The Life and Death of Mary Wollstonecraft Critical Essays

Claire Tomalin


(Critical Edition of Young Adult Fiction)

Tomalin relates the details of Wollstonecraft’s tempestuous life in a direct and systematic manner, while at the same time enlivening the narrative with observations about the situations in which Wollstonecraft often found herself. For the young adult reader, Tomalin’s method of weaving the historical facts of Wollstonecraft’s life with insightful interpretations and explanations creates a text that is both informative and accessible.

As a subject of biography, Wollstonecraft’s life offers a vehicle for young readers to investigate society’s changing attitudes toward the treatment of women. Even by modern standards, Wollstonecraft led an unconventional life-style. In her writings, she insisted that women be given equal opportunities to develop intellectually and to pursue careers, events that would enable women to gain some measure of independence in a male-dominated society. She advocated that women should take an interest in politics and push for the possibility of parliamentary representation.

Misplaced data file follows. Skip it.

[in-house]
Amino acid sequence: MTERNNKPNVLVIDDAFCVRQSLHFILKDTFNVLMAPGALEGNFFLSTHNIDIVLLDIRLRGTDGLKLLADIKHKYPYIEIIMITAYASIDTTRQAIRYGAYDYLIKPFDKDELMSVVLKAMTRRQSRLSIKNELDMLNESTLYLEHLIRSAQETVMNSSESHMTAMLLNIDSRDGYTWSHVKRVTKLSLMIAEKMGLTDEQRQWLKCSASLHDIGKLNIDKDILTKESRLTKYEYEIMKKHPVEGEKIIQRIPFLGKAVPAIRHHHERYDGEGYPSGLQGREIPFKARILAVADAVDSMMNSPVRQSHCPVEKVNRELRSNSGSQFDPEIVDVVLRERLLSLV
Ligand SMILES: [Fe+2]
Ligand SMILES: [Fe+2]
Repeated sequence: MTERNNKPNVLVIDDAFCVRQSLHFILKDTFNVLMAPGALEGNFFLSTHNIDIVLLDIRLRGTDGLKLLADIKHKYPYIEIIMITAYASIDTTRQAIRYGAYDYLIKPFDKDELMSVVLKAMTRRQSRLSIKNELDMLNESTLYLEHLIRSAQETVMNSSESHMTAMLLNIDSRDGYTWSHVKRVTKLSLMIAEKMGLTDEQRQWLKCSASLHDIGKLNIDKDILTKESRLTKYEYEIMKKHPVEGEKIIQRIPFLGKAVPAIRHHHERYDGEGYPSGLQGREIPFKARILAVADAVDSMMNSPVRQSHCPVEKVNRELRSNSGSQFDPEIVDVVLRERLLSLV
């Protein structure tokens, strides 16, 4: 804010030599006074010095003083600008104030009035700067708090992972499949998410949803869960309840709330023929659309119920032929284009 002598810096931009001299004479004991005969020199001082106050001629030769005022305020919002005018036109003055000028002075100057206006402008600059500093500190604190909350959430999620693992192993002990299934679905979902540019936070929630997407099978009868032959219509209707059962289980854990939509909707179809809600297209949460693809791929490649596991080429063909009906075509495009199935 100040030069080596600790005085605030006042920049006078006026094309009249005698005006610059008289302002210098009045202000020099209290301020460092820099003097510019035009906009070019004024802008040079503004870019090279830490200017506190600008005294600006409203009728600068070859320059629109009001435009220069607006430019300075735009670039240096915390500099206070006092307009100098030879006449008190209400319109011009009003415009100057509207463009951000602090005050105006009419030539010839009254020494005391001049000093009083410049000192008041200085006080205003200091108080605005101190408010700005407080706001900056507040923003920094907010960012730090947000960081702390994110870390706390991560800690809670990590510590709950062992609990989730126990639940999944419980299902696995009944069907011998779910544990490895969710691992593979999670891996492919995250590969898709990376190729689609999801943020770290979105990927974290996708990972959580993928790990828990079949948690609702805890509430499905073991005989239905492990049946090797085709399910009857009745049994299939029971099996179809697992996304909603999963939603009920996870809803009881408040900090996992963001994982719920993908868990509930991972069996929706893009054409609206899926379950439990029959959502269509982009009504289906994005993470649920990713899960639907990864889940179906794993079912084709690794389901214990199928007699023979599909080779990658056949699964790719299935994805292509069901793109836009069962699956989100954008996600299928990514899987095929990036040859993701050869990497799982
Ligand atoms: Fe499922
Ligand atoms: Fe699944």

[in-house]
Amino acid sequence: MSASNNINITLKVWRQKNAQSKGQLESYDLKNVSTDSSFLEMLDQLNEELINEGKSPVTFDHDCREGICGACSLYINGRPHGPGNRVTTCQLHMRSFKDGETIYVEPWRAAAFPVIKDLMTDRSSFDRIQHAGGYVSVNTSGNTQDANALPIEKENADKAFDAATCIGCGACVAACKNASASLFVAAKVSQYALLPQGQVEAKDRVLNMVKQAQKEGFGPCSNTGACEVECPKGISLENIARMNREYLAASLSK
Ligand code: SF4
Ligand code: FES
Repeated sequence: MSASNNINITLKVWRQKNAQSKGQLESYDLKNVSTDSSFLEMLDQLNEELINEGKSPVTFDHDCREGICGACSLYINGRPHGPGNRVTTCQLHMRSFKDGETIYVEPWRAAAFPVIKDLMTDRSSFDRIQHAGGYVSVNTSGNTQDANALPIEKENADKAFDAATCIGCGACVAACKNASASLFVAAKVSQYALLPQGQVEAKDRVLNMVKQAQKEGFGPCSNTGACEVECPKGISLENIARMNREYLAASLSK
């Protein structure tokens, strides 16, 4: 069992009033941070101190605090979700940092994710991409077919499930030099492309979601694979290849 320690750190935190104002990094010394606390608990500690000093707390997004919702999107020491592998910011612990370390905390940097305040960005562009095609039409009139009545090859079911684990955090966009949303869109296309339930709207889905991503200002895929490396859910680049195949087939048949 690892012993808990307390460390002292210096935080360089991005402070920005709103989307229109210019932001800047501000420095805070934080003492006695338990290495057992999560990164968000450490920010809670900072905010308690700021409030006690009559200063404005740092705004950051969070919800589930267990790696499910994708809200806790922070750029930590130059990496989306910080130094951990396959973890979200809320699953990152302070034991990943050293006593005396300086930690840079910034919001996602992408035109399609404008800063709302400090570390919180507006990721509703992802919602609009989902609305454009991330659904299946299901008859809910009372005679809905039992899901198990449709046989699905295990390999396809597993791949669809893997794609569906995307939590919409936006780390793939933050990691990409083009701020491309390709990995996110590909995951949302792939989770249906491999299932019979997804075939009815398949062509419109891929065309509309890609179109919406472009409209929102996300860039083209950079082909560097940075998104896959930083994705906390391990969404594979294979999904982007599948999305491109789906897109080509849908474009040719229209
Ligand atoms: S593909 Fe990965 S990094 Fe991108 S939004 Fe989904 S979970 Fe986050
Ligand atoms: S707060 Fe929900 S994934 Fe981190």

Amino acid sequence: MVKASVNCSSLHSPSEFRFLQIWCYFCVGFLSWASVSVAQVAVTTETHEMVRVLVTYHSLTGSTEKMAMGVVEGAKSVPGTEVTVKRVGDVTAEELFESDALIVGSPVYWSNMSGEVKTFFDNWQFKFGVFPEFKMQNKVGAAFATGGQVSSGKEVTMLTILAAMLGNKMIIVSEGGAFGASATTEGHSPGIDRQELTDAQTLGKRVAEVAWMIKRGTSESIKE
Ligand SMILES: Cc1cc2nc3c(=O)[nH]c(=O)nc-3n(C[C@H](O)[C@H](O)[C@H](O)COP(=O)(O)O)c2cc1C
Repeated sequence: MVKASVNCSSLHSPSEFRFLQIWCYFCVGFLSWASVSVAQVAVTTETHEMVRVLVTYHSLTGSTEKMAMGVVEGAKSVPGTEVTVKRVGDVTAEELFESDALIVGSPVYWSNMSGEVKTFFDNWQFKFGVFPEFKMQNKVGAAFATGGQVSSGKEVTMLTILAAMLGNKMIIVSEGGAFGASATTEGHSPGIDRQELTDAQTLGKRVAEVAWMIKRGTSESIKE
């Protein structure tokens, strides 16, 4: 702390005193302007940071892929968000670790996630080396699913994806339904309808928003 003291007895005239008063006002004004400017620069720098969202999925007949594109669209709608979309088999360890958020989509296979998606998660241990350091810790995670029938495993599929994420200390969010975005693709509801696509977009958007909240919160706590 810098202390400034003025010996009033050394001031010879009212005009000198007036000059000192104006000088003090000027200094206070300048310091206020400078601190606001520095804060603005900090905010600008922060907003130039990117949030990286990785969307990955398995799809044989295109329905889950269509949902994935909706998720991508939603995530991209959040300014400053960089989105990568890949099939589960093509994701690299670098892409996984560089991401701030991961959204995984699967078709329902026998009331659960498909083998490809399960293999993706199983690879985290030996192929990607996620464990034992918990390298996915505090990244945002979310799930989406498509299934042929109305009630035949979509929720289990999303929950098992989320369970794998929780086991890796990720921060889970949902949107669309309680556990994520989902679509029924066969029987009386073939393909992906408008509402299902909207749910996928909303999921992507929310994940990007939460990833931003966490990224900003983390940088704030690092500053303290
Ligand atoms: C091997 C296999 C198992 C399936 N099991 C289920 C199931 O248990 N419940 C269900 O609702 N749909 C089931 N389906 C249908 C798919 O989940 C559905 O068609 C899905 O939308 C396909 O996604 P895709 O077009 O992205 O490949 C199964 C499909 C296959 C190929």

Although Wollstonecraft’s importance as a feminist leader is undisputed, Tomalin refuses to stereotype or diminish her characterization. The author’s depiction cen-ters on Wollstonecraft as a woman who knows her own mind and who maintains her sense of self in the face of difficulties.

At the age of twenty-nine, Wollstonecraft became involved with the Swedish artist Henry Fuseli, who was forty-seven years old and married at the time. The frustration that she must have experienced as the affair dragged on sets the tone for chapter 7. In an action that suggests obsessive behavior, Wollstonecraft proposed to...

(The entire section is 674 words.)